Bitcoin mining isn't the same as extracting gold from the ground. Rather, it entails the creation of Bitcoins as a byproduct or reward for confirming transactions on the blockchain network. Miners accomplish this by continuously running computers in order to estimate a string of alphanumeric characters for each block of transactions. If you guess correctly, the block is validated and added to a chain of preceding blocks (hence the term blockchain). The main prize for coming in first is payment in Bitcoin, which is distributed at a rate of 6.25 Bitcoins every block per the network's programming.

Along with the price of Bitcoin, one important factor is mining difficulty, or how many guesses the network makes each second to validate, or "hash," the next block. Exahash, or 10 to the 18th power hashes per second, is the unit of measurement for hash rate. It's already about 170 exahash and, according to Thiel, could more than double in the next year if miners can lock in power deals and get their machines up and running.

What is the significance of this? Because a higher hash rate reduces each miner's potential profits. After China stopped Bitcoin mining this summer, the rate fell, but it has since risen. Analysts predict that it will climb, making it more difficult for miners to receive Bitcoin rewards and requiring more electricity for each coin.

"We’re very focused on playing this arms race. But it will get harder going forward.

— Fred Thiel, CEO of Marathon Digital

Higher Bitcoin prices attract more miners, increasing the hash rate of the network. Miners are consequently locked in a never-ending arms race, constantly expanding and upgrading equipment in order to meet production goals. They also have a habit of raising funds in a series for new infrastructure and machinery, potentially diluting equity owners and putting a burden on their balance sheets. Riot, for example, paid $651 million for mining assets in Rockdale and promises to invest $160 million in infrastructure development. Marathon raised $650 million lately.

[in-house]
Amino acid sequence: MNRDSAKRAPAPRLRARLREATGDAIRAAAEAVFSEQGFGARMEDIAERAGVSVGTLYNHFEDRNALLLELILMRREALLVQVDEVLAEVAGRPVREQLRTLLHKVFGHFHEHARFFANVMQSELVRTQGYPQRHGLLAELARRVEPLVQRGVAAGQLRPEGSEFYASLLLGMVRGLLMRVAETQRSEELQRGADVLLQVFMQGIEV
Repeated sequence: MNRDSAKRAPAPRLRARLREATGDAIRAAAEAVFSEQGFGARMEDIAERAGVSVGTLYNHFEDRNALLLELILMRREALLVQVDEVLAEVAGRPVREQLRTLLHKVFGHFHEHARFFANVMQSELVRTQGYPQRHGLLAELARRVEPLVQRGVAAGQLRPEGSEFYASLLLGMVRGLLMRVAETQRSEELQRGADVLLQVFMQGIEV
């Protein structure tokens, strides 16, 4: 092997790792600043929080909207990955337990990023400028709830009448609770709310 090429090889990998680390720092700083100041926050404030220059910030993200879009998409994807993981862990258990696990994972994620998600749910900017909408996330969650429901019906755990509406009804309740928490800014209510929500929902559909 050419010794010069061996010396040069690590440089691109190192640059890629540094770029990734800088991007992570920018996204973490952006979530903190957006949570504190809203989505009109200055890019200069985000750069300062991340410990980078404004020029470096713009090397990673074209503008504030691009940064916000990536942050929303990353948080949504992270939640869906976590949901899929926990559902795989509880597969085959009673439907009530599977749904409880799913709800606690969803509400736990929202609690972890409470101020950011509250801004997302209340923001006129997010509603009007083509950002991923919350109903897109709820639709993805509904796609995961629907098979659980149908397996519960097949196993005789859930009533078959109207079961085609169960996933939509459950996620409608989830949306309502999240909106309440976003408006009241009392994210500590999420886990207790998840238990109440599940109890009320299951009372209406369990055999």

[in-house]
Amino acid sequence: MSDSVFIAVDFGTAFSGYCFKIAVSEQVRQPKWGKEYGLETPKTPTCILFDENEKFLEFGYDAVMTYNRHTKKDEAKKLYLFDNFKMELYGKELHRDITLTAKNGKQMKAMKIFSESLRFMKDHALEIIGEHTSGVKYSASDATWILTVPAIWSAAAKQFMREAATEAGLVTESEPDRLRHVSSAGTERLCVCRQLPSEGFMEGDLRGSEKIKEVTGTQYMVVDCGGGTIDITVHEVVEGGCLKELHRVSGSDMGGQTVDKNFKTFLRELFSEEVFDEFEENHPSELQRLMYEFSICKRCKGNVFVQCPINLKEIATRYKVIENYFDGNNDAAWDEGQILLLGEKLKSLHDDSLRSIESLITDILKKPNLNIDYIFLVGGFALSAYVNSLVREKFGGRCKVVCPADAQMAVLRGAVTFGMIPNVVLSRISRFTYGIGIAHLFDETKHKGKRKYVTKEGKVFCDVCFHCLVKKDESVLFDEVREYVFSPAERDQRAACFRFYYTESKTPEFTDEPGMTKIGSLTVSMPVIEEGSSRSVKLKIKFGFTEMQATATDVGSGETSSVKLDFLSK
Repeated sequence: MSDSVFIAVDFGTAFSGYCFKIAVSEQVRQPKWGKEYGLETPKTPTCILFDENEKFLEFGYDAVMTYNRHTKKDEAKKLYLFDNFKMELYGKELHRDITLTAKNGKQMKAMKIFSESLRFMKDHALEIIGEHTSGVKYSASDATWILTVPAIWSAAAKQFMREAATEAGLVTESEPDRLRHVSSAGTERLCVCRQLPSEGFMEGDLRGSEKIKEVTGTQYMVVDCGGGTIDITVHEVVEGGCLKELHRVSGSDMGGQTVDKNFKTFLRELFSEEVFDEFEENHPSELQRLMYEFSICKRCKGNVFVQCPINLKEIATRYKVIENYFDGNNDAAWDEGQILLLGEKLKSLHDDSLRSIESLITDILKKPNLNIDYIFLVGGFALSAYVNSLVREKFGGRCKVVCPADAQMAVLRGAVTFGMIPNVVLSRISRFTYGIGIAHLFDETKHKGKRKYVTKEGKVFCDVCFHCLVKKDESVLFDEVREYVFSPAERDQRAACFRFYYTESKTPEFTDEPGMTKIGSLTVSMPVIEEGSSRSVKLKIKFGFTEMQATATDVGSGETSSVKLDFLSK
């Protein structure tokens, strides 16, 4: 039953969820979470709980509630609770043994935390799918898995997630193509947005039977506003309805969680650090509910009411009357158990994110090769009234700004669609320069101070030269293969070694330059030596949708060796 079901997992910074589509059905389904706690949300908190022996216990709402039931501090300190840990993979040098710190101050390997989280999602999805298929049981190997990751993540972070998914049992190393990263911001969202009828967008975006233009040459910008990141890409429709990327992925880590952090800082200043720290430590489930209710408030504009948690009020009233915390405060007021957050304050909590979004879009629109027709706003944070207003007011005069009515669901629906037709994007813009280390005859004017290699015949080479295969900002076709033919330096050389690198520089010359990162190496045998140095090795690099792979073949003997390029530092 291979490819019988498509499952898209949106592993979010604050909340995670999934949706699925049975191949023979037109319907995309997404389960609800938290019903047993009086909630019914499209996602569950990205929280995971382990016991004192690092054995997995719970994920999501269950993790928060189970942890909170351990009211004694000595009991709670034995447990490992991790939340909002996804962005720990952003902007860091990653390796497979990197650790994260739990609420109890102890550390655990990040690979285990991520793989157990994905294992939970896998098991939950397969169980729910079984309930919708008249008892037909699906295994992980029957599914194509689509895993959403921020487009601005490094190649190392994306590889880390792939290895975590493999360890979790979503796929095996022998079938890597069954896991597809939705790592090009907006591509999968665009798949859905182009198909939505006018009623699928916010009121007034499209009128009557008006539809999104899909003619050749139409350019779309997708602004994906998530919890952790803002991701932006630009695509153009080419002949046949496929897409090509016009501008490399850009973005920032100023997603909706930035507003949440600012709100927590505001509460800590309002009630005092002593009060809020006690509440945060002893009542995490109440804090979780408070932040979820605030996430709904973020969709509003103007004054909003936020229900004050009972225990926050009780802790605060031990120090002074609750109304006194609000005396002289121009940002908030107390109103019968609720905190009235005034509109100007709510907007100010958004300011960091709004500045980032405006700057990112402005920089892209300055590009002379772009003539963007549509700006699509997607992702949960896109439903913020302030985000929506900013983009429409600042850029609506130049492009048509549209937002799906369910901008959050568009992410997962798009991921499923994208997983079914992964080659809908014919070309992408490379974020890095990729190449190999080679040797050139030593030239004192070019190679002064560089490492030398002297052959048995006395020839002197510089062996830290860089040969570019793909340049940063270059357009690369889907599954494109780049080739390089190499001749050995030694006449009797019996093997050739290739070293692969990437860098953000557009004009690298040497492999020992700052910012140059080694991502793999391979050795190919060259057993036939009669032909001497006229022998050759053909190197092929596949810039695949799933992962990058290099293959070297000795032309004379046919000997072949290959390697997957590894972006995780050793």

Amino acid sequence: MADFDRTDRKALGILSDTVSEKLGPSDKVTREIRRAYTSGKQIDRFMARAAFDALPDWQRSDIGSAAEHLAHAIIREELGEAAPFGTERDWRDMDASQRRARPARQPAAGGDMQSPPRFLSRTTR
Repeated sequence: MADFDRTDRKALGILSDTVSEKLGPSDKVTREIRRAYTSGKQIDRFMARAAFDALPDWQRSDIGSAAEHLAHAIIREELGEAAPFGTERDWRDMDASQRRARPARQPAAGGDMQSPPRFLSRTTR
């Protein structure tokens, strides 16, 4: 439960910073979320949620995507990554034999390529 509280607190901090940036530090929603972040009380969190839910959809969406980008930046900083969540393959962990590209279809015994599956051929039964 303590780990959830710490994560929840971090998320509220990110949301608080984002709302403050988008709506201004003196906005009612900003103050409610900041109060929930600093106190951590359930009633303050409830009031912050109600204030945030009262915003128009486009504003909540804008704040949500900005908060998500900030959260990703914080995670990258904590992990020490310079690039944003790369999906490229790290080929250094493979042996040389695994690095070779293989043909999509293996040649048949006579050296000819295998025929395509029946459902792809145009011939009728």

A greater carbon toll is another effect of rising hash rates. According to the Cambridge Bitcoin Electricity Energy Consumption Index, miners use 0.5 percent of the world's electricity. Companies may consume more electricity as mining becomes more difficult, potentially increasing carbon emissions even as many countries aim to reduce them.

Industry groups say that 58 percent of global Bitcoin production is now carbon neutral, owing to the use of renewable energies. El Salvador is using geothermal energy from a volcano to mine Bitcoin, which has become the country's official currency. However, coal is still used to make a lot of Bitcoin in locations like Kazakhstan.

With more than 40% of the global hash rate, North America is also becoming a mining hotspot. According to the industry, renewable energy currently accounts for a third of U.S. output, potentially lowering carbon emissions. Stronghold Digital Mining (SDIG), for example, intends to turn dangerous coal waste in Pennsylvania into Bitcoins.

"In energy markets that are correctly designed, miners don't contribute to carbon emissions," says Peter Cramton, an economist and former Texas energy regulator. He points out that miners in particular markets absorb renewables that would otherwise be wasted as surplus power. This can supply demand for wind and solar power providers, incentivizing them to invest in renewable energy with long-term clients. "Excessive power companies are looking to Bitcoin mining as a means to increase baseload usage for renewables," Thiel explains.

Riot planning to increase capacity in Texas and add a "immersion cooling" device to keep circuits cold. According to Riot, the cooling baths will increase the computers' hash rate by 25% and eliminate downtime, resulting in a 50 percent increase in overall performance.

"It will result in fewer machines producing the same hash rate," says Kevin Dede of H.C. Wainwright, who rates the company as a Buy with a $50 price target.

Mining stocks are popular on Wall Street because of their capacity development plans and high gross margins. The stock's multiples are far lower than those in other areas of crypto; exchanges like Coinbase Global (COIN) and mining chip maker Nvidia (NVDA) both trade at much higher multiples.

The miners' discounts indicate worries about their capital intensity as corporations compete for output, betting on greater prices for a hazardous and divisive asset. In other cyclical industries, like as Texas' century-old oil field, investors have seen this storey turn to tears.

As the hash rate rises, bitcoin mining will become more difficult. In 2024, the amount of Bitcoins given out for validating blocks will be cut in half, to 3.125 per block, prompting miners to increase capacity to compensate for lost revenue.

Costs are still cheap enough that large, efficient operators can make a lot of money. However, as the margins narrow, size will become more important than ever. Thiel says, "We're really keen on playing this arms race." "However,  it will get harder going forward.”